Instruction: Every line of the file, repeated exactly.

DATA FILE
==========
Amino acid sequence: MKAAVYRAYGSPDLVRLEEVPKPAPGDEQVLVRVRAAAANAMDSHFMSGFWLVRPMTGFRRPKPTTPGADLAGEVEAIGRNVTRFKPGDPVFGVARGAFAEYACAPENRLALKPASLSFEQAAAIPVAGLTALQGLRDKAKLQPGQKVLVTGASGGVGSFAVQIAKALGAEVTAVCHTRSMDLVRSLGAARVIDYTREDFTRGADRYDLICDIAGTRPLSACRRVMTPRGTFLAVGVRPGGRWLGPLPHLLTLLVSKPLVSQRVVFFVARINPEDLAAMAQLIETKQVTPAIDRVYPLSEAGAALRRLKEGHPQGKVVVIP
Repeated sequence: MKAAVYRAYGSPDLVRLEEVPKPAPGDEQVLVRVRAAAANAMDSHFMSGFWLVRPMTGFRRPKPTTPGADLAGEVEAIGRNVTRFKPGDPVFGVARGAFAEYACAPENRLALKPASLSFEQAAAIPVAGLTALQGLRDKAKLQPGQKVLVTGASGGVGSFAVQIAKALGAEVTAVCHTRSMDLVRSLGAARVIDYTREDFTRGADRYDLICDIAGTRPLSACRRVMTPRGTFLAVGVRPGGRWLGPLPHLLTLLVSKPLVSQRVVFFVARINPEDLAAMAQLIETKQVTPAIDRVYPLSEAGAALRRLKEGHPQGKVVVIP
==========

Amino acid sequence: MKAAVYRAYGSPDLVRLEEVPKPAPGDEQVLVRVRAAAANAMDSHFMSGFWLVRPMTGFRRPKPTTPGADLAGEVEAIGRNVTRFKPGDPVFGVARGAFAEYACAPENRLALKPASLSFEQAAAIPVAGLTALQGLRDKAKLQPGQKVLVTGASGGVGSFAVQIAKALGAEVTAVCHTRSMDLVRSLGAARVIDYTREDFTRGADRYDLICDIAGTRPLSACRRVMTPRGTFLAVGVRPGGRWLGPLPHLLTLLVSKPLVSQRVVFFVARINPEDLAAMAQLIETKQVTPAIDRVYPLSEAGAALRRLKEGHPQGKVVVIP
Repeated sequence: MKAAVYRAYGSPDLVRLEEVPKPAPGDEQVLVRVRAAAANAMDSHFMSGFWLVRPMTGFRRPKPTTPGADLAGEVEAIGRNVTRFKPGDPVFGVARGAFAEYACAPENRLALKPASLSFEQAAAIPVAGLTALQGLRDKAKLQPGQKVLVTGASGGVGSFAVQIAKALGAEVTAVCHTRSMDLVRSLGAARVIDYTREDFTRGADRYDLICDIAGTRPLSACRRVMTPRGTFLAVGVRPGGRWLGPLPHLLTLLVSKPLVSQRVVFFVARINPEDLAAMAQLIETKQVTPAIDRVYPLSEAGAALRRLKEGHPQGKVVVIP